AD conversion slows down PIC?

Discussion in 'Embedded Systems and Microcontrollers' started by AlucardSensei, Aug 19, 2012.

  1. AlucardSensei

    Thread Starter New Member

    Aug 7, 2012
    20
    0
    Hey guys, got some problems with my PIC again. :D I was trying to set up an AD converter for my pic16f877a and I've managed to with moderate success, but I've encountered a problem here: seems that the converter cannot keep up with the speed of the rest of the system and clogs it up. I've got almost the entire space in terms of pins used up, got an LCD screen, a rotary encoder and almost 2 dozen of other pins used as output, so might it have something to do with it? The rest of the system works at around 250Hz, but once I start up the reading of the analog inputs, it slows down to maybe 3-4 cycles per second. Here's the code for the reading of the encoder:

    Code ( (Unknown Language)):
    1. int readAD(char channel)
    2. {
    3.     int value;
    4.     ADCON0 = 64 + (channel << 3) + 1;
    5.     DelayUs(2);
    6.    
    7.     ADRESL = 0;
    8.     ADRESH = 0;
    9.    
    10.     GO_DONE = 1;
    11.     while (GO_DONE);
    12.    
    13.     value = ADRESL;
    14.     value += ADRESH * 256;
    15.    
    16.     return value;
    17. }
    A pretty simple code, but there seems to be a problem somewhere in there, I'm guessing it takes too long to read the voltage? I've tried fiddling with different frequencies for the converter and even setting it to work only once every several (dozen) cycles, but to no avail. Did I push my PIC to its limits or is something else at play here?
     
  2. jwilk13

    Member

    Jun 15, 2011
    228
    12
    I imagine the DelayUs(2) is slowing it down. It sits there and doesn't do anything else during those 2 us. What frequency is your PIC operating at? I'm guessing that's not 250 Hz...

    Also, you might try doing it on an interrupt basis, then you don't have to use delays. You can set an interrupt to occur when the A/D is done taking a reading, that might help make it go a bit quicker (see page 25 of the datasheet for the proper register).
     
  3. AlucardSensei

    Thread Starter New Member

    Aug 7, 2012
    20
    0
    Yeah, the oscillator of the PIC is at 8Mhz, but I've put in a delay of 4ms for every cycle of the program, since I need to measure time, and I don't really need smaller increments than that. On the other hand, the readAD function I copied from a book, and I never could've imagined that delay could cause such an issue, let alone a delay as little as 2 microseconds, i thought the problem was in the while loop. But then again, if it works at 8Mhz, that's only a 0.125 μs from one cycle to the other? Anyway, excuse my ignorance, since I'm new at microcontrollers, and thanks for your help, it's greatly appreciated. :D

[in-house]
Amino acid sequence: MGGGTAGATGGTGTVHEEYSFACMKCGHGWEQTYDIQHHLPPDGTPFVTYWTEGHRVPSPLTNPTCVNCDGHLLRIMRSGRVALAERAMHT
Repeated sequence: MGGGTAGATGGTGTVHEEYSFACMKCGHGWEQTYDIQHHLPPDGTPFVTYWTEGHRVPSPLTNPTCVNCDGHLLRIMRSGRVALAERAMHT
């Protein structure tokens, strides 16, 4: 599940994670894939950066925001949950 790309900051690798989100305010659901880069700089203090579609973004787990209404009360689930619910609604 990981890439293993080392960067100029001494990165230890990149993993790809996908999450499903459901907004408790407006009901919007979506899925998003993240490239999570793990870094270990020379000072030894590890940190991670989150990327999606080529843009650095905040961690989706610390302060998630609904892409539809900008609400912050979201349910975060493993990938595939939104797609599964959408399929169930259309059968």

4. Markd77

    Senior Member

    Sep 7, 2009
    2,803
    594
    I'm not a C programmer, but I'd recommend stepping through it in the simulator and seeing which line causes the biggest delay.
     
  5. AlucardSensei

    Thread Starter New Member

    Aug 7, 2012
    20
    0
    Actually jwilk13 was right about what was causing the issue (i might've worded that confusingly in the last post), and it's sorted out now. :)
     
  6. jwilk13

    Member

    Jun 15, 2011
    228
    12
    Glad you got it figured out. Next step: use interrupts :)
     
  7. AlucardSensei

    Thread Starter New Member

    Aug 7, 2012
    20
    0
    I actually am, I've got the incremental encoder working with interrupt on change, but for 16f877a there's only PORTB pins 4-7 for the interrupt on change, so I've pretty much used up my pins.
     
  8. jwilk13

    Member

    Jun 15, 2011
    228
    12
    Oh, I was talking about using the "A/D Conversion Complete" interrupt. Page 129 of the datasheet has some info on that. Maybe you're already doing that too though ;)
     
  9. nigelwright7557

    Senior Member

    May 10, 2008
    487
    71
    The PIC requires 4 cycles for an instruction and 8 if its a call/branch.
    So its 500nS per instruction cycle at 8MHz.
    Bear in mind the A2D conversion takes quite a few clock cycles. It makes up the a2d value one bit at a time so takes a while.
     
  10. AlucardSensei

    Thread Starter New Member

    Aug 7, 2012
    20
    0
    Ah, I actually wasn't using that. I've tried now changing it to use the interrupts, but then I got another problem. I've enabled peripheral interrupts (PEIE bit), AD conversion interrupts (ADIE bit), I'm checking for the AD interrupt flag in my interrupt routine and I've set up a starting reading of the AD conversion to jump start the interrupts, like I've read somewhere on the internet, but then everything else in my main loop stops working (which is basically button presses and interrupt on change routines, all on other ports than the AD convertors). What's the problem here? Does the AD interrupt somehow override the behavior of other pins or is something else the matter here?
     
  11. jwilk13

    Member

    Jun 15, 2011
    228
    12
    Hmmmmm...I guess the A/D conversions could be happening too fast...

    What I normally do is set a timer (like Timer0) to overflow every so often (you can pick a number based on how often you need to take readings). When this timer overflows, I get an interrupt. Inside the ISR I do the following:

    1) Stop the timer
    2) Start my A/D readings (GO bit of ADCON0 for me)
    3) Reset the interrupt flag
    4) Push a value into Timer0 (to get the proper interrupt rate)
    5) Restart the timer

    This way, you get ADC readings at preset time intervals. Might be worth trying. Then I have a separate ISR for the A/D interrupt. Everything in my main loop still functions properly, as long as I space the A/D readings far enough apart.
     
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